Born in Vienna, Schubert studied under Antonio Salieri, and spent most of his life teaching at various schools and courts around Austria. Despite his prolific output – including 600 songs, seven symphonies, and a plethora of chamber music – he never gained widespread acclaim during his lifetime, but his indelible mark on the music of the late classical and early romantic eras has long since seen him recognised as one of the greatest composers of his generation.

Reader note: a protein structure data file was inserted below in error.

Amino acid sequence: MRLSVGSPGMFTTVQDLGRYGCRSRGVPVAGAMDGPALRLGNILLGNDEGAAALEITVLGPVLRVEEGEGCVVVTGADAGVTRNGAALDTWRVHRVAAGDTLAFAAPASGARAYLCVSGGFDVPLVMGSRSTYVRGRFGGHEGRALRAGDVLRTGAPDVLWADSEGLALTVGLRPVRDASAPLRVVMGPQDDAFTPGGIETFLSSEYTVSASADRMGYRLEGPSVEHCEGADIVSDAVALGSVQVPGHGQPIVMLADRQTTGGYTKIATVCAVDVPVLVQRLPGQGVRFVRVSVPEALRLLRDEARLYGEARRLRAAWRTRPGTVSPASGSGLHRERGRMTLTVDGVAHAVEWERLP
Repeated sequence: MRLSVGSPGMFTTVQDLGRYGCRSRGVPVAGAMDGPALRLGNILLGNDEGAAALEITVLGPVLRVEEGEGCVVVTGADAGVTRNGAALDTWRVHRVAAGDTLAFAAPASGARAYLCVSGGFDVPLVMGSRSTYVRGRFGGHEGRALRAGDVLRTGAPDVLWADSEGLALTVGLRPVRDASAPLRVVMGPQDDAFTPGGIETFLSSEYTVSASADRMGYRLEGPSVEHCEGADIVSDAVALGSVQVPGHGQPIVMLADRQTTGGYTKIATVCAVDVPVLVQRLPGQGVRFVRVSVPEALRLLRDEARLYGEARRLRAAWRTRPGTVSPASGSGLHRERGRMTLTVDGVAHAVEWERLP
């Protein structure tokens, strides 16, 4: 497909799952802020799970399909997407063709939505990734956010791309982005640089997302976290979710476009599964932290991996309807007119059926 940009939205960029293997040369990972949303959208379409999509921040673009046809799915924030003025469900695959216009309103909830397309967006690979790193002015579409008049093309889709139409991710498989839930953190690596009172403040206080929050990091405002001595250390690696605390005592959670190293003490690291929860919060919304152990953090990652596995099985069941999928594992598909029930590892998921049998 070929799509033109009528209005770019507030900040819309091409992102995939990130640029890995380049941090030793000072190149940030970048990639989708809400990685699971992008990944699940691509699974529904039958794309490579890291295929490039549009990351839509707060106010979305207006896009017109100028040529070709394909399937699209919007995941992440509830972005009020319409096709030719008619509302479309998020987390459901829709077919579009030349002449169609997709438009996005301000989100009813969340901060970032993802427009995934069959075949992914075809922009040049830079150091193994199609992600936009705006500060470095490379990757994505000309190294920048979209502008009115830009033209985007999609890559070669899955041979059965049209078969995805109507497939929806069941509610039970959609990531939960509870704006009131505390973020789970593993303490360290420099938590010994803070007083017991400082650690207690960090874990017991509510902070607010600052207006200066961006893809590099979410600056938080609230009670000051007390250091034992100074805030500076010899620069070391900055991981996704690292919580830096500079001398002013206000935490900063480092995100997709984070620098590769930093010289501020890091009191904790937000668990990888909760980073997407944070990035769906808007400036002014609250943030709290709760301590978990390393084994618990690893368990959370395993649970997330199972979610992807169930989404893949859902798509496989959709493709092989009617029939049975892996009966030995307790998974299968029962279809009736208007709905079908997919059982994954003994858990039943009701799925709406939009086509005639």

Schubert’s Schwanengesang (‘Swan song’) is a posthumous collection of lieder, published in 1829 by Tobias Haslinger, who is thought to have given the cycle its poignant name. Ständchen (Serenade) is the fourth of fourteen movements, using as its text a poem by the German writer and music critic Ludwig Rellstab, in which the subject exhorts his lover to make him happy. It remains one of Schubert’s best-loved works, and can be heard in a myriad of arrangements for different instrumental combinations.